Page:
- High School
I recently read a terrific book, Boundaries: Where you and I begin, by Anne Katherine. The book has nothing to do with teaching, yet I increasingly think that it has everything to do with teaching. Teachers have boundary violations waiting to happen all around them. Our physical boundary can be violated when a kid pokes us, trying to get our attention. We can violate the emotional boundary of a child when we tell them that what they are feeling isn’t appropriate or reasonable. We all know about, and I hope have not seen, what it means to have a sexual boundary being violated. It is worthwhile and powerful to take a boundary assessment of ourselves. Where are your boundaries strong and clear? Where are they tissue paper thin or porous? Lets think through some common boundary concerns in the educational context.
Our students are the people we spend most of our time with. I hear people all over my building calling their students “friends”. I think this is a well-intentioned practice, but we need to remember that students are not actually our friends. For instance, when we unburden ourselves to them as we would a friend, we risk violating an emotional boundary. They are not there to comfort us. When we ask them to act like a friend to us, we risk relational confusion as well as the professional relationship we need to maintain and nurture.
Students need to know that we care about them, but that we are not their parent or peer. The love of caring and concern is present in our schools. We show our love through classroom celebrations, demonstrating interest in them, keeping our word, modeling respect, and the thousand kindnesses we show our students every day.
Boundaries can get pushed as we negotiate into which circle of friendship we allow colleagues. Kindergarteners are taught about their “bubble” and that they need to maintain their bubble of personal space. Nobody gets to get into your bubble, and you don’t get to invade someone else’s; this is a statement about boundaries and extends into adulthood and our professional relationships. If collegial relations extend beyond our willingness and interest, that is a boundary violation.
We are responsible for our safety and comfort and ought to have someone to go to when something is amiss. It rarely solves the problem to complain about the behavior of a colleague with another colleague; take it to your supervisor. A person with healthy boundaries will ask before interrupting someone’s process or consider emailing them before demanding their immediate attention. I am rigorous about tracking my agenda, but my agenda is my agenda and doesn’t have to be another’s. This is my exercise in boundary strengthening.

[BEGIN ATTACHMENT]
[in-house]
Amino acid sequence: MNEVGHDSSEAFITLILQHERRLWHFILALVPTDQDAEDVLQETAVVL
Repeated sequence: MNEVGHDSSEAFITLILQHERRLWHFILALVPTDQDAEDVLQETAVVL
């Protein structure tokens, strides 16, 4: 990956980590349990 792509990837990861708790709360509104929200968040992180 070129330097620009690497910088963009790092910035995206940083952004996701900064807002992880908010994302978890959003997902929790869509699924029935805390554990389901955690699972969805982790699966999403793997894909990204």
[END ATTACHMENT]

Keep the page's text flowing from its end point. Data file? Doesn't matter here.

The care with which I write this paragraph points to the potentially delicate nature of the Teacher/Administrator boundary. Why delicate? Because my principal and assistant principal/evaluator read this blog. Hi Amanda and Cherie. :-) There is the kind of Admin who is all about the work: no emotion, all business, by the book. They are there for you in a pinch, help you when you need it, then leave you to do your job. This, I think, is what a strong Teacher/Administrator boundary looks like, be it a principal or a superintendent. My whole career, back to and including my college days, I have always been the music director of my friends in theatre work. I walked the boundary of director/friend for decades, and it was never awkward... unless it got awkward. When you are touring with a group of actors, you are not an actor- you are their music director. You want to fit in and be part of the family, but you are not completely part of that family. The phrase “It’s lonely at the top” exists for a reason. A school feels like a family, in that there is love, concern and relationship. And in a healthy family there are strong boundaries.
There is an image in our profession of that dedicated teacher who spends extra hour after hour doing work. They come in on weekends to decorate their rooms just so, they generate after-school activities, they are an automatic yes for every principal request. While they are clearly working hard and accomplishing their job, I would argue that they have a weak boundary between the rest of their life and their job.
I am working on the “no” word... it’s not one of my strengths. I’m a hard worker, but am starting to recognize that I am working too hard. What behavior are we modeling for our students when we never say no? I argue that one of the most important skills in college and career preparation is finding that balance between work and not-work. How are we teaching our students to recognize that? This is why I read Boundaries (see above) in the first place - because of this paragraph right here. I work so hard at my job and am so hooked on the adrenaline induced by my go, go, go, attitude, that when summer hits I am left depressed and directionless. There is a breakthrough for me here, and I suspect for many of you too.
So where do your boundaries need strengthening? How are you modeling for your students the need to find balance? Where does your job end and the rest of your life begin? If you have trouble with that last sentence, please share with someone about that.
- Social Emotional Learning